THE MARGINAL ACCESS COST: A NEW INDICATOR FOR SUSTAINABLE URBAN DEVELOPMENT



THE MARGINAL ACCESS COST: A NEW INDICATOR FOR SUSTAINABLE URBAN DEVELOPMENT

Authors

Coppola P, University Of Rome Tor Vergata, Nuzzolo A, University Of Rome Tor Vergata, Papa E, University Of Rome Tor Vergata

Description

A new synthetic area-type indicator to support city planners in identifying new development areas in compliance with the goals of sustainable mobility is presented

Abstract

Accessibility is a key concept to achieve sustainable development in urban areas, by means of integrated transport and land-use policies. It can be a great support to those decision-making processes related to urban development problems (e.g. location of new dwellings or activities) as well as to evaluate transport plans (e.g. new transport infrastructures). In fact, accessibility measures allow either to assess the ease of the activities located in a zone to be reached by potential users (clients, workers, carriers, service providers, etc.), i.e. “passive” or “place” accessibility (Hansen, 1959; Ben-Akiva and Lerman, 1985), or to assess how people living in a zone, could reach activities located in other zones of the urban areas, i.e. the “active” accessibility (Cascetta, 2012). These indicators are typically defined from the users (i.e. residents or activities) perspective, in that they include individual travel times and costs but do not cope with environmental issues such as the impacts of mobility on environment, e.g. in terms of pollutant emissions.
In this paper we present a new synthetic area-type indicator to support city planners in identifying new development areas for different kind of activities (e.g. commerce). In particular the indicators computes the “marginal access cost”, that is the incremental (internal and external) transport-related cost (expressed in monetary terms), induced by the location of one new activity in a specific zone “o” of the study area. This is based on the fact that new activities induce incremental mobility costs related to the individual trips to reach those activities (Internal costs), which in turn produce additional traffic and environmental transport-related costs (External cost).
“Activities” are expressed in terms of people employed in the activity itself. By “one activity in the specific zone o”, we mean an increment of “n” employees in zone “o”, n being the average number of employees per activity and economic sector (e.g. commerce) in the study area. Internal costs include the generalised travel cost (times and monetary cost on auto and public transport) both of people employed in the new activity (i.e. commuting cost) and of people “attracted” by that activity for other purposes (e.g. shopping). External costs are computed as the pollutant emissions related to the additional trips by car (converted in monetary units, using conversion factors proposed in the literature).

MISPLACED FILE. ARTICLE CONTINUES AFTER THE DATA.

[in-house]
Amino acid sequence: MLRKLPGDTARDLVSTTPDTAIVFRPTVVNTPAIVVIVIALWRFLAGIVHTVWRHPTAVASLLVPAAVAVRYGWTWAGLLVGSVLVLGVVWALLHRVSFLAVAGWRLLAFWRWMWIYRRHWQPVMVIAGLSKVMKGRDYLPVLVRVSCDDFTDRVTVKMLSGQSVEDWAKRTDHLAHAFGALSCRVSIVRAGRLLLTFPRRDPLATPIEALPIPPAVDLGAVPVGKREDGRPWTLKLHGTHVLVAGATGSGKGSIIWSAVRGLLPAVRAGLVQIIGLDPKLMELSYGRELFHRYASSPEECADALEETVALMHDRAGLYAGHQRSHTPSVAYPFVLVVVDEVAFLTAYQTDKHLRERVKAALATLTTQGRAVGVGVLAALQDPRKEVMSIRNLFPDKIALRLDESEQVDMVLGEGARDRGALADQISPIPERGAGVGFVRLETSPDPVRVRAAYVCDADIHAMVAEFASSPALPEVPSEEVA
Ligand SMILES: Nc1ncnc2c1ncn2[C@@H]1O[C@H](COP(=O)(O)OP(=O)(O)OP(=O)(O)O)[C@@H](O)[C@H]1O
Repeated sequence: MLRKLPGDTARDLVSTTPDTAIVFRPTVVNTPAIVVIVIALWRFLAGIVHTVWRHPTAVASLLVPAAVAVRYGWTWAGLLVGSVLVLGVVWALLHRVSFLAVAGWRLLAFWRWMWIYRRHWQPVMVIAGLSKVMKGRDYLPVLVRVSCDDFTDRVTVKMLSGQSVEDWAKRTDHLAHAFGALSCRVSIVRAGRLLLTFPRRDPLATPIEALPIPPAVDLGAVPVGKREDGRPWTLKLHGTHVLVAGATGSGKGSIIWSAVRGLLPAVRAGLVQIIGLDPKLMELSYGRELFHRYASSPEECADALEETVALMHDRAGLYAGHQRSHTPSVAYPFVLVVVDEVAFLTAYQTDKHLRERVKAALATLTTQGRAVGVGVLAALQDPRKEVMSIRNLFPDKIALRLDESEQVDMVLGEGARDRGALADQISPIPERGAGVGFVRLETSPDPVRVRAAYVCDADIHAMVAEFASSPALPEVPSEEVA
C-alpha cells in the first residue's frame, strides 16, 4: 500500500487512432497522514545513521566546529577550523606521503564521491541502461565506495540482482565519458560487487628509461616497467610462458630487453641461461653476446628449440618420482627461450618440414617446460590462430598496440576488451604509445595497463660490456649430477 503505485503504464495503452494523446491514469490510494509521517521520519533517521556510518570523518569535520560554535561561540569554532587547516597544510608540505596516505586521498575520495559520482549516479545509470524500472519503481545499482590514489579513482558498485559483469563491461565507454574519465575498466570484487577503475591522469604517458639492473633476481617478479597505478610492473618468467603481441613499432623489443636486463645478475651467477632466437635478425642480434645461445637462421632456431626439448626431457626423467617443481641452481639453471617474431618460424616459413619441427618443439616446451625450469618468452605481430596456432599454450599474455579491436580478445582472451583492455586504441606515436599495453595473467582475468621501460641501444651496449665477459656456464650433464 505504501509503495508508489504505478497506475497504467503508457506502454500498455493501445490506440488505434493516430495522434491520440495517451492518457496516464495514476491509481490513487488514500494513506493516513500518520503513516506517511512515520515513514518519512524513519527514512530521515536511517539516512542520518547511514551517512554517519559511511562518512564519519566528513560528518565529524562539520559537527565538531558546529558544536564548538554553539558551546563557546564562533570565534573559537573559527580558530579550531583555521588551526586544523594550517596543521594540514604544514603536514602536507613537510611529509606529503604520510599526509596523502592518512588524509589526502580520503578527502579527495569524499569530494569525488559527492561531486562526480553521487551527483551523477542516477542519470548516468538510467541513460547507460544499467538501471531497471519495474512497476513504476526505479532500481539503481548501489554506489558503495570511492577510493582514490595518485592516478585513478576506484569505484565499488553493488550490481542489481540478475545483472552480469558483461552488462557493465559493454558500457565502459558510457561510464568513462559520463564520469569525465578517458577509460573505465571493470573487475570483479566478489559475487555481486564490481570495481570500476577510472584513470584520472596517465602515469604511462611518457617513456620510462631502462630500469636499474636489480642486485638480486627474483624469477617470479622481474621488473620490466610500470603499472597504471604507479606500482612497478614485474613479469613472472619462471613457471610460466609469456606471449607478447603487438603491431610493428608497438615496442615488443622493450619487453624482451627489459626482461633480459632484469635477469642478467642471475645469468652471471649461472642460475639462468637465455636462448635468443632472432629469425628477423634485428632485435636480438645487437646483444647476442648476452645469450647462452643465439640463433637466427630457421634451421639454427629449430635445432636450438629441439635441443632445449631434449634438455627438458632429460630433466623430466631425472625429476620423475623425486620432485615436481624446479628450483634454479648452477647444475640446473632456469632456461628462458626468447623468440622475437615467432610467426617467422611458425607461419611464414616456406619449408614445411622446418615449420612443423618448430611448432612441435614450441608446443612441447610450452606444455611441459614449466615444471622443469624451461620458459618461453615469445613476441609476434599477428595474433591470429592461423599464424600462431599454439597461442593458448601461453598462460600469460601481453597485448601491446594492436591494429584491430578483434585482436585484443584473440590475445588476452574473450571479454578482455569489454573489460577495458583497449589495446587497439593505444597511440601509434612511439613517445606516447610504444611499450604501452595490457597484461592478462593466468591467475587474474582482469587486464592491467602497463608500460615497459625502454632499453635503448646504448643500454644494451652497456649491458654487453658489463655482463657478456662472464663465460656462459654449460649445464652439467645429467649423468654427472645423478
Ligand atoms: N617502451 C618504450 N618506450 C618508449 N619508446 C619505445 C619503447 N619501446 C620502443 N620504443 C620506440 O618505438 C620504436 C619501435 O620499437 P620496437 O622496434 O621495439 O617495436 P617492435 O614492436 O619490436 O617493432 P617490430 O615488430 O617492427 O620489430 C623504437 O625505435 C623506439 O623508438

An integrated land-use/transport model (Nuzzolo and Coppola, 2007) has been used to estimate the spatial distribution of new employees in the specific zone “o”, the incremental number of trips and the overall incremental travel times and costs on the networks. A model choice model split these new trips (commuting + other purposes) between auto and public transport modes. This allows to estimating the vehicle-km on auto which are finally converted into pollutant emission and then into external (monetary) cost.
Since such impacts vary from zone to zone, the proposed indicator gives an estimation of the differentiated impacts of developing activities in different zones of the urban area in compliance with the goal of reducing the overall transport costs.
Using the urban area of Rome (2,7 million residents; 1 million employment) as test bed, different “zone accessibility profiles” have been identified according to accessibility to public transport and proximity to densely urbanised areas. Preliminary results show that zones with high residential density and high accessibility to public transport have lower marginal access costs, both in terms of internal components (i.e. individual trips), due to higher proximity to residential areas than peripheral ones, and in terms of external components (i.e. transport-related environmental impacts), due to a lower number of induced trips by car. The marginal access costs has been finally applied to validate the urban development plans of the municipality aiming at reducing congestion and promoting sustainable urban development by integrated land use and transport policies. In this respect, the proposed methodology allows to clearly identifying those zones where to improve public transport accessibility and those in which foster more dense land use patterns.

Publisher

Association for European Transport